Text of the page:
On top of the wire I cut up "drop cloth" the white heave cloth sold in the Box stores for paint drop cloths. I take it up the sides and staple it with T50 staples. As I use a planner to size rough sawn wood the shavings go in the box . I have drilled a couple 5/8 holes in to the top edge which I cover with screen to allow some breathing. these can be corked if the wind is heavy.

    GG

  11. #30
    Join Date
    Sep 2018
    Location
    Northern Lower Michigan, USA
    Posts
    1,715

    Default Re: Insulating hives.

    Quote Originally Posted by lobottomee View Post
    Akademee, I have heard the concern about more insulation makes the bees active and increases honey consumption. Do you have any data to support that? My goal is to design a hive where the insulation allows the bees to maintain a temperature of 40-45 degrees Fahrenheit inside the hive throughout the winter. The old-timers who over-wintered bees inside determined that 40-45 degrees was the sweet spot where bees were loosely clustered and could move around, yet were still in a state of torpor and used the minimum amount of honey stores.
    I would think the better insulation would allow less honey consumption , due to less heat loss. the carbs convert to BTUs. BTW in a state of "torpor" they cannot eat so that can be a state for a bit of time but not for a long time, they need to occasionally eat. Well insulated would not be in torpor but warmer.

    GG

  12. #31
    Join Date
    Oct 2019
    Location
    Wakefield, Rhode Island, USA
    Posts
    781

    Default Re: Insulating hives.

    crofter "how much clearance is there between the inside of the rigid foam housing and the outside of the hive bodies?"

    I built the sleeve with 1/2 inch clearance all around or air gap. Using test data I quickly realized that winter winds had a huge temperature affect on this air cap. I closed it up with open cell foam. I used compressible open cell stuff in case there was sweating on the outside of the boxes plus leaving a low resistance vapor barrier. It worked really well. I leave the foam out in summer time, now, to aid drying honey. ALso to see what would happen. Bees have no problem maintaining uniform temperatures and relative humidity.

    Did I mention that removing the sleeve to work a hive that it makes a great table to work table.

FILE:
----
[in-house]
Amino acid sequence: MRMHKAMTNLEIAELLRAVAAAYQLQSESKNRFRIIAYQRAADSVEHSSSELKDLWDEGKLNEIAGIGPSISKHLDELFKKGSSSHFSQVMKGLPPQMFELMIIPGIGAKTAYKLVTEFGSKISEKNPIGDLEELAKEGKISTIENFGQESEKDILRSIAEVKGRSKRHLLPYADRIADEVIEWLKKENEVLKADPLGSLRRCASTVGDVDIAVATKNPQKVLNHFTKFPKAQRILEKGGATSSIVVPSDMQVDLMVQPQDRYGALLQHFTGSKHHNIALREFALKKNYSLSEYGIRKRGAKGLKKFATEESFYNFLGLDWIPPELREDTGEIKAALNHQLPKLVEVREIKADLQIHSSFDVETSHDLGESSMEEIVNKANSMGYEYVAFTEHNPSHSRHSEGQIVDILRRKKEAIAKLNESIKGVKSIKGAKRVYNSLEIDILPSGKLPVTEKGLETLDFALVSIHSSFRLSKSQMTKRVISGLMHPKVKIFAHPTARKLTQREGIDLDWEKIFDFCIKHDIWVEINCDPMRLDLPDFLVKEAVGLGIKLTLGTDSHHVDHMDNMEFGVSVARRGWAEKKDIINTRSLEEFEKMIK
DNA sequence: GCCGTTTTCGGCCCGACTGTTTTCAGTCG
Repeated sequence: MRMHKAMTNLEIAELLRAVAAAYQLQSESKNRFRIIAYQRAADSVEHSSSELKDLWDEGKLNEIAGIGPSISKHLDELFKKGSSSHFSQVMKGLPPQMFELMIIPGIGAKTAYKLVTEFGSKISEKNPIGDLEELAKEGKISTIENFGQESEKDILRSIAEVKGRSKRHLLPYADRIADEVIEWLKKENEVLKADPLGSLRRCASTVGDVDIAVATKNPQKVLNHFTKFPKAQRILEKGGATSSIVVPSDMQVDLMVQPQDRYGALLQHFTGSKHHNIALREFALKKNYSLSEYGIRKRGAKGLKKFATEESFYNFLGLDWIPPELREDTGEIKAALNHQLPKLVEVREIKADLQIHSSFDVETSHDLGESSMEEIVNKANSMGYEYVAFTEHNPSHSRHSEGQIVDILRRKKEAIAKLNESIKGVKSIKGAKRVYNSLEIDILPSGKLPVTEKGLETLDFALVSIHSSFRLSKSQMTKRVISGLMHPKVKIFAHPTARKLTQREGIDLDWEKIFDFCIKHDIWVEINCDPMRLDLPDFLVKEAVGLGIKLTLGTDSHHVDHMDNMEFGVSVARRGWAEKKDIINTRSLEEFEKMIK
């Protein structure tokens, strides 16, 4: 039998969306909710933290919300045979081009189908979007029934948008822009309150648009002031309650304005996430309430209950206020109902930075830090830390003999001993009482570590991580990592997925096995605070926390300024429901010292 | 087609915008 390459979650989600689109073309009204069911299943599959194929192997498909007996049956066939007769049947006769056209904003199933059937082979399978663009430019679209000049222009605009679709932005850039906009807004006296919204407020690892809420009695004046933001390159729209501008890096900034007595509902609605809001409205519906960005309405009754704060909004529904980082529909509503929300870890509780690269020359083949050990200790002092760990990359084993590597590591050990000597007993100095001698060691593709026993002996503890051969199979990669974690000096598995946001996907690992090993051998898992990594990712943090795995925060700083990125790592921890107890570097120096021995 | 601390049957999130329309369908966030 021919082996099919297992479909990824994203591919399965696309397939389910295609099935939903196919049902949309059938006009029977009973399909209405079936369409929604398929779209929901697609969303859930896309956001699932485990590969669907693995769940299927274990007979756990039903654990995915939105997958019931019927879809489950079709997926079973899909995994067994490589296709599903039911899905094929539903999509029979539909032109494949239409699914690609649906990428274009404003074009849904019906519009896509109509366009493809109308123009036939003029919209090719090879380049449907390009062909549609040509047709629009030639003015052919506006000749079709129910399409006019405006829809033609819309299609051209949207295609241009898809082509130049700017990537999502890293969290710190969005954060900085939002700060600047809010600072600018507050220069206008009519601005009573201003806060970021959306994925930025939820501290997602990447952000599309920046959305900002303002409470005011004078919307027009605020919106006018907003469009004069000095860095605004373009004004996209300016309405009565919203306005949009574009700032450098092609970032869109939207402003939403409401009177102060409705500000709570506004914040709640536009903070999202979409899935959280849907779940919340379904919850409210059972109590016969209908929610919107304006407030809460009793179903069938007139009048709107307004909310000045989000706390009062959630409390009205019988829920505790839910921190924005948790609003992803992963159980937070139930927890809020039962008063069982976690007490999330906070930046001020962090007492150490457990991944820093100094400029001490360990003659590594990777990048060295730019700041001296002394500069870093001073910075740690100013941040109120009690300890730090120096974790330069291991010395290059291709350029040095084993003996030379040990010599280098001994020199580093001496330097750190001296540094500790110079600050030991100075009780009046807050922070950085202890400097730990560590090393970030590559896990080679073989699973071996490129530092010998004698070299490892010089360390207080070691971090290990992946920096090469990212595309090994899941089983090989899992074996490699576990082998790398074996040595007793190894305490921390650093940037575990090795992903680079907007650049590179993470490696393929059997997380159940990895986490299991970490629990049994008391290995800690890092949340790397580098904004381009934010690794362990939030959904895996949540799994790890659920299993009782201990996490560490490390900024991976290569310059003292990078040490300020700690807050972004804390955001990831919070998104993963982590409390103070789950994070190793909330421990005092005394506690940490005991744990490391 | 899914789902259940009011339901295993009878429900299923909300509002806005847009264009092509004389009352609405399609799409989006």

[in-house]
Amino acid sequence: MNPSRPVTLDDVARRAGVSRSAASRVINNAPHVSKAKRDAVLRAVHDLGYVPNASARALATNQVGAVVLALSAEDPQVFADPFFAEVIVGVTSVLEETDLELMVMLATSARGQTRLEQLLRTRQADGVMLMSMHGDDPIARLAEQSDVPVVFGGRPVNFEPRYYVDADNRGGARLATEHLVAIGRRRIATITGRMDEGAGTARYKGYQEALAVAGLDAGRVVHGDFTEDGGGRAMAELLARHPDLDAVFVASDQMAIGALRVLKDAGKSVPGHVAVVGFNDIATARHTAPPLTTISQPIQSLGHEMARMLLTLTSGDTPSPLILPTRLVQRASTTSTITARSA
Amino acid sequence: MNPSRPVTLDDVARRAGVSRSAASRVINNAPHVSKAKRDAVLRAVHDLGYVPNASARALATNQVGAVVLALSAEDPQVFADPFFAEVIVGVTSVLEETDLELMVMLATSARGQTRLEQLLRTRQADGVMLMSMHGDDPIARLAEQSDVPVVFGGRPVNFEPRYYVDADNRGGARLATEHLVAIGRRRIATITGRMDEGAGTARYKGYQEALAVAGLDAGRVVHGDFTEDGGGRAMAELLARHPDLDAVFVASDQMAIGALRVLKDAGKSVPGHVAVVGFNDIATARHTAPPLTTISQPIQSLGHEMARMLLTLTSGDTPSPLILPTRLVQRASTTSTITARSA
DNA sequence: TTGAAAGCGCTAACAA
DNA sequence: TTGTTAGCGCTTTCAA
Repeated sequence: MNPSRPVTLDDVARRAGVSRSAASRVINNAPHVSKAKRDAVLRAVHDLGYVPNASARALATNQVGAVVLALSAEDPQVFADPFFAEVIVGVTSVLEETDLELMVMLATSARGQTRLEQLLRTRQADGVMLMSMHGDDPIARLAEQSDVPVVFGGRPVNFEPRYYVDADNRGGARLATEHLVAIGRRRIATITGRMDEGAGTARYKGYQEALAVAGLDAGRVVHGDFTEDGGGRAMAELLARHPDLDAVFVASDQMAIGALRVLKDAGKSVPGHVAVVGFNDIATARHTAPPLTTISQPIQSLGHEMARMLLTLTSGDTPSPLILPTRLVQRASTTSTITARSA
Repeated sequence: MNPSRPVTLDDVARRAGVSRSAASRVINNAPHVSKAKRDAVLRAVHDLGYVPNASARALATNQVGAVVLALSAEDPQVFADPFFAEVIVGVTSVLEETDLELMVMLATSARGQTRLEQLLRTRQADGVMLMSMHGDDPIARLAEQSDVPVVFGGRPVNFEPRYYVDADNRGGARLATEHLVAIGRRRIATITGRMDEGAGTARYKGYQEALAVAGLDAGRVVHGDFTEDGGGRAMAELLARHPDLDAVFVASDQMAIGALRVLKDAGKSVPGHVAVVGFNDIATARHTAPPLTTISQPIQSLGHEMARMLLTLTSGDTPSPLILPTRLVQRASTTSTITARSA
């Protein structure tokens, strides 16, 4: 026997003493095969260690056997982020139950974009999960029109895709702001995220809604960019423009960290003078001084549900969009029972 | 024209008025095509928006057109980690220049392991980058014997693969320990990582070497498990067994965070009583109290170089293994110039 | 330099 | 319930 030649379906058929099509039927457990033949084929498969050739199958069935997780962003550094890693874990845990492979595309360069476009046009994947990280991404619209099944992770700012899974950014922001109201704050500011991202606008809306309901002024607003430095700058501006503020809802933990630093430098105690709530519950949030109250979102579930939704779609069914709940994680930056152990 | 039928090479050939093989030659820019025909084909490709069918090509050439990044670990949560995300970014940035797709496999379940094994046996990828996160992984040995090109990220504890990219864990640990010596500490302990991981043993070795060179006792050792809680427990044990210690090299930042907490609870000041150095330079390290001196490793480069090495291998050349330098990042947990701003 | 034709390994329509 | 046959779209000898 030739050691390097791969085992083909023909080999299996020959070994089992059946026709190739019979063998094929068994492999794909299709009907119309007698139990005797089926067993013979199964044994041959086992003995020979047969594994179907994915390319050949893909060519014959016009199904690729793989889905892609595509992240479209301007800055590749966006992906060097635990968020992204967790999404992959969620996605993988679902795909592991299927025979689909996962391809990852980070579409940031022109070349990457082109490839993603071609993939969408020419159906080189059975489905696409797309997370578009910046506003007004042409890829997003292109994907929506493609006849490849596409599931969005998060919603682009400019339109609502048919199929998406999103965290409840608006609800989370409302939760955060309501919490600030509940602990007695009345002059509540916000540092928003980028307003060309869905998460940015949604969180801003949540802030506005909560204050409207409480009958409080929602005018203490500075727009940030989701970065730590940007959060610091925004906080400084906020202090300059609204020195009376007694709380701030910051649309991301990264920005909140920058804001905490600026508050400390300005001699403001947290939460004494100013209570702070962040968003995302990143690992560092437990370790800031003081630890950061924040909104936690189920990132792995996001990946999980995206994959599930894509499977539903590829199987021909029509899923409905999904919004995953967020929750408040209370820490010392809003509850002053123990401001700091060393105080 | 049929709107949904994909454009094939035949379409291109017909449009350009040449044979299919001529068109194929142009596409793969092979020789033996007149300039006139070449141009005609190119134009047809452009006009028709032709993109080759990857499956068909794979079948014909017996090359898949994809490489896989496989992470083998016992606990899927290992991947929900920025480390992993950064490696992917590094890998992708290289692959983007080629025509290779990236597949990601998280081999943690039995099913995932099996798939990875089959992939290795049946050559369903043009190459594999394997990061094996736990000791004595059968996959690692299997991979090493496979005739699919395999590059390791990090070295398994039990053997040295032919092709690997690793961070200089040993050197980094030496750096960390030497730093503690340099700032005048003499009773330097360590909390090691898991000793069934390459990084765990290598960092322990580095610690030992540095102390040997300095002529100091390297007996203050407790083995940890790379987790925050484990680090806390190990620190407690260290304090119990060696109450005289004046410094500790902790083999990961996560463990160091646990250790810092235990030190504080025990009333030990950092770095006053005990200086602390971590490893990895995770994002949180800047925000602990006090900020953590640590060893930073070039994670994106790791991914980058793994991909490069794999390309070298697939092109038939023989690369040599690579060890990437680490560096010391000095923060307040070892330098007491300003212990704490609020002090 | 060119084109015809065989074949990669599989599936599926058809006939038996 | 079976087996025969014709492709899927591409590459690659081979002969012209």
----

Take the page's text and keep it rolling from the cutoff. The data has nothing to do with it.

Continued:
I also cannot believe my yield this year, a mid to late summer drought year. Fall appears to be even tougher - buying sugar.

  13. #32
    Join Date
    May 2011
    Location
    Algoma District Northern Ontario, Canada
    Posts
    5,827

    Default Re: Insulating hives.

    Every spring I find myself saying that I wont feed so much next fall. Too many frames worth of unused stores! Darned insulation! I did some probing with a cheapy temperature guage last winter and even below zero F. found close to 45 F as soon as I stuck it any where inside the upper box but as it approached the cluster much warmer. You could see the temperature near the cluster jump nearly 20 F. in March when they started rearing brood.

    It used to be very often said that the bees only heat the cluster, not the hive, but with some insulation much of the space within the box is certainly far warmer than the outside temperature. I think this will soon be mostly put to rest. Put some scale hives out, insulated and not, and plot the stores consumption. I think sometimes things people are too lazy to do get described as not effective.

    That said, I usually dont insulate before the middle of Nov. which typically would have been first real fall of snow; seems that is getting later than years ago. We could almost bet on a few nights of 40 below but that seems to have become 30- 32.
    Frank

  14. #33
    Join Date
    Oct 2019
    Location
    Wakefield, Rhode Island, USA
    Posts
    781

    Default Re: Insulating hives.

    crofter "It used to be very often said that the bees only heat the cluster,"

    If true it would be in defiance of physics. The thermal gradient form cluster to internal ambient temperature determines the amount of heat the bees must generate to maintain internal cluster temperatures. If the cluster is too small, meaning lower heat generation capabilities, the outer layer will go into cold stupor and die. I know this is not in agreement with "classical beekeeping knowledge", bees do not die of from the cold, but that is the contrarian me. Allow more drafts which increases convection current velocities around the cluster and you will see them die faster, even for bigger clusters. Your area gets a little chilly at times.